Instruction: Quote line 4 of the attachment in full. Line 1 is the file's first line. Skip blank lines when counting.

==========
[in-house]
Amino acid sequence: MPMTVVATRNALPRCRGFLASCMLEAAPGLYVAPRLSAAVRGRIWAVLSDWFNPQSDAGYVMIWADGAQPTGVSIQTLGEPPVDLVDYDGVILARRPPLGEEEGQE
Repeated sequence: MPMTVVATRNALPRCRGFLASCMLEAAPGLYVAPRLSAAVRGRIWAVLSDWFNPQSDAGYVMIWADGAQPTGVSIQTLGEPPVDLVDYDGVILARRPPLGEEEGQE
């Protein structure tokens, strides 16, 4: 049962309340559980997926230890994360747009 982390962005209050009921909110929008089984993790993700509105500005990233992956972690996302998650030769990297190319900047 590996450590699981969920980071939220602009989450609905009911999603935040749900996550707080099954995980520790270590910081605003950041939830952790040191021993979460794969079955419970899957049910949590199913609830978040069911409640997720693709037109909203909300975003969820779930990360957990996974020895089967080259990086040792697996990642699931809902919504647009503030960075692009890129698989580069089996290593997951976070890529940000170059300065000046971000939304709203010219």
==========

């Protein structure tokens, strides 16, 4: 049962309340559980997926230890994360747009 982390962005209050009921909110929008089984993790993700509105500005990233992956972690996302998650030769990297190319900047 590996450590699981969920980071939220602009989450609905009911999603935040749900996550707080099954995980520790270590910081605003950041939830952790040191021993979460794969079955419970899957049910949590199913609830978040069911409640997720693709037109909203909300975003969820779930990360957990996974020895089967080259990086040792697996990642699931809902919504647009503030960075692009890129698989580069089996290593997951976070890529940000170059300065000046971000939304709203010219």